Expanding the applicability domain of NAMs for skin sensitization testing: A case study using GARDskin for assessment of metals

Presented at the 12th World Congress on Alternatives and Animal Use in the Life Sciences, 2023

Andy Forreryd1, Robin Gradin1 , Olivia Larne1, Nissanka Rajapakse2, Henrik Johansson1, 1SenzaGen AB, Lund, Sweden; and 2Johnson Matthey, UK

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  • Limited data are currently available to support the inclusion of metals into the applicability domain of the OECD TG 442 series of assays.
  • GARD®skin (OECD TG 442 E) correctly predicted 11/12 metals in this study, including nickel which is a false negative in LLNA.
  • GARD®skin has the potential to reduce the need for animal testing for the endpoint of skin sensitization within the metal production and medical device sectors.



New Approach Methods (NAMs) for detection of sensitization have been validated and adopted as OECD TGs during the last decade. These assays target different Key Events (KE) in the AOP for skin sensitization and are increasingly being applied to replace animal models within different chemical sectors. However, further characterization of the applicability domain (AD) of these assays is critical to understand limitations and to facilitate regulatory uptake in other industrial sectors. Of particular interest from a scientific and regulatory perspective is the potential to use NAMs for assessment of metals, which have been proposed to act via alternative mechanisms to organic chemicals. The current study describes a joint effort by industry and assay developers to evaluate the AD of the GARDskin assay for metal compounds.  GARDskin is the first harmonised method utilizing a combination of genomics and machine learning for a regulatory endpoint and was recently adopted into OECD TG442E.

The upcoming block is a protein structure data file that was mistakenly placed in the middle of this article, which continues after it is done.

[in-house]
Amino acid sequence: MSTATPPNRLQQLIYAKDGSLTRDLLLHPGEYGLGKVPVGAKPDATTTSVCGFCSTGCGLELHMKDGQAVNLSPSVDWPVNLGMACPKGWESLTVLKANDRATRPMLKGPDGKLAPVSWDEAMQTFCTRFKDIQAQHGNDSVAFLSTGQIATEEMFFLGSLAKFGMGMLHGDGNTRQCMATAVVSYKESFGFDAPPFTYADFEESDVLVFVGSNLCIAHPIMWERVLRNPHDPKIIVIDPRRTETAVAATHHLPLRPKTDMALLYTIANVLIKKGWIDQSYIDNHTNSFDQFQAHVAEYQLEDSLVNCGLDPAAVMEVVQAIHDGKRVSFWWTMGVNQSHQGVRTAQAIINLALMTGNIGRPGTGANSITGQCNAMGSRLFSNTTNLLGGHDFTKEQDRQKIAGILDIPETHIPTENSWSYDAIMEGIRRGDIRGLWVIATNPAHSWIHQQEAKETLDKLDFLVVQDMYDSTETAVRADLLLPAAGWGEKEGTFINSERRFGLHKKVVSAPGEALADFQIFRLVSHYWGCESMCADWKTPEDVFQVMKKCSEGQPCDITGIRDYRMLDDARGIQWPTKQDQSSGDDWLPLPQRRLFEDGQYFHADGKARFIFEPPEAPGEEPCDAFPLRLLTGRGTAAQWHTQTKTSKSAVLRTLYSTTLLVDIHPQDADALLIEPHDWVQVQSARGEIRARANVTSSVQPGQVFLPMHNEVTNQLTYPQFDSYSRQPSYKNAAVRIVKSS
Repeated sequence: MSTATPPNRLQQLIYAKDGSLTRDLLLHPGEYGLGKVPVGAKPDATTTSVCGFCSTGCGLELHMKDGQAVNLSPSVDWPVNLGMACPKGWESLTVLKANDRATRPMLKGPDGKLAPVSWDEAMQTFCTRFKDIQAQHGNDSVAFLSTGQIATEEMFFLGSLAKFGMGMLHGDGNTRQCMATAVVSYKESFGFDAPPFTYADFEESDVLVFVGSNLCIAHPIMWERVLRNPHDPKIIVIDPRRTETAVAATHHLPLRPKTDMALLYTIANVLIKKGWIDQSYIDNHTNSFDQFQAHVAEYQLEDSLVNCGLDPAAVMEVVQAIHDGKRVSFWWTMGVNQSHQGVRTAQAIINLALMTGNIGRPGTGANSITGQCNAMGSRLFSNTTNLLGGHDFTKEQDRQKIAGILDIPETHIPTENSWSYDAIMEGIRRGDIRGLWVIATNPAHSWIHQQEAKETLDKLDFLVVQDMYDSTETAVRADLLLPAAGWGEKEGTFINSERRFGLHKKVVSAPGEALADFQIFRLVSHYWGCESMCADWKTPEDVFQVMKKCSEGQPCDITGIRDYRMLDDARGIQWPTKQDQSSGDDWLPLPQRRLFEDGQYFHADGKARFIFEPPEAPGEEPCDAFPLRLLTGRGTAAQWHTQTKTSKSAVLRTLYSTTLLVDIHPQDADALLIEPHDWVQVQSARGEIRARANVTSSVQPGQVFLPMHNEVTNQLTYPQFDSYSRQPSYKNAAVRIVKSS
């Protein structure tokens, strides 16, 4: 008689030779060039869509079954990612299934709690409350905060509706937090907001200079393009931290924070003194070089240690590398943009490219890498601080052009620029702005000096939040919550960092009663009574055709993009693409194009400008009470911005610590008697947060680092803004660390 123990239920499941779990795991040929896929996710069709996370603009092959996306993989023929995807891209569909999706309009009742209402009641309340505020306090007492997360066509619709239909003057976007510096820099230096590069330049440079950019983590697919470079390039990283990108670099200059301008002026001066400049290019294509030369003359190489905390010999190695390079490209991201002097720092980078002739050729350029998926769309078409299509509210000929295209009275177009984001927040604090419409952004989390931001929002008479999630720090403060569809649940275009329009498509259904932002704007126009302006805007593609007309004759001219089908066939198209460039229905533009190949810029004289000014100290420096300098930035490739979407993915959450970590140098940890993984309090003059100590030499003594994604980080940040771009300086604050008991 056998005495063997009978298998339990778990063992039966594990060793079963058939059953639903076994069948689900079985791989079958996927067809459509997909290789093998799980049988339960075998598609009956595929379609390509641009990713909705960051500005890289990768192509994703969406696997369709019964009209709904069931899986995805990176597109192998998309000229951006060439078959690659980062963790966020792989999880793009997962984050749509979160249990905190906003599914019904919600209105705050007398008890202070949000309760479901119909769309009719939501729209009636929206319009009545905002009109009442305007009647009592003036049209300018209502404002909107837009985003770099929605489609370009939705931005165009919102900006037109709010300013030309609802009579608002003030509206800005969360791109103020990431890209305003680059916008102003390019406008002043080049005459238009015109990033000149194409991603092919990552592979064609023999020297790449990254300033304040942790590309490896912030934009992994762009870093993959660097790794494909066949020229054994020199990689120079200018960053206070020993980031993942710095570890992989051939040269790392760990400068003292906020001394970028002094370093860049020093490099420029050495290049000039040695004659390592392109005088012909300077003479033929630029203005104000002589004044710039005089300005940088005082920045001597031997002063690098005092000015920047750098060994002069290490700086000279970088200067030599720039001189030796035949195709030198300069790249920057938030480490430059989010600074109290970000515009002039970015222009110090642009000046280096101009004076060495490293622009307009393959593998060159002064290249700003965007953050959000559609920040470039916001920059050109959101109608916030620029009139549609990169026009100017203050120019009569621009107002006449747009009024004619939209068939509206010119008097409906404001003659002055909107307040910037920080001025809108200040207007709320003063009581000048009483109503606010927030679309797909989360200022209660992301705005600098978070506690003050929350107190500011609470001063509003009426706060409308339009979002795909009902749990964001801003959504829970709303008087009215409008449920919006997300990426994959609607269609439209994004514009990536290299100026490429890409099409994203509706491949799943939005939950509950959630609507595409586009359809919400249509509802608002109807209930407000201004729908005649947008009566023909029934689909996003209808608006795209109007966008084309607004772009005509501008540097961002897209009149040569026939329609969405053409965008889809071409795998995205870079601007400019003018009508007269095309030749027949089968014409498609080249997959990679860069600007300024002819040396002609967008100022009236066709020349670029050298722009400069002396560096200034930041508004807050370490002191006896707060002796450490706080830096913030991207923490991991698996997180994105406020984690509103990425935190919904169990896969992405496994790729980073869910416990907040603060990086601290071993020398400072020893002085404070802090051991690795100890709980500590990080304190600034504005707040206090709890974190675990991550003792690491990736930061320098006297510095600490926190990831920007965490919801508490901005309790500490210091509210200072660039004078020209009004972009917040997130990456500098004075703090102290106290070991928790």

A selection of metal salts (n=13) was evaluated and the accuracy, sensitivity, and specificity for prediction of skin sensitizing hazard of metals were estimated to 92% (12/13), 100% (7/7) and 83% (5/6), respectively. Interestingly, transcriptomic analysis revealed almost identical response patterns in dendritic cells for metals and organic compounds, indicating a high similarity in the toxicity pathways driving classifications. In conclusion, the result from this study supports the inclusion of metals into the AD of GARDskin, which is an important step to ensure scientific/regulatory confidence to reduce the need for animal testing within the metal production and medical device sector.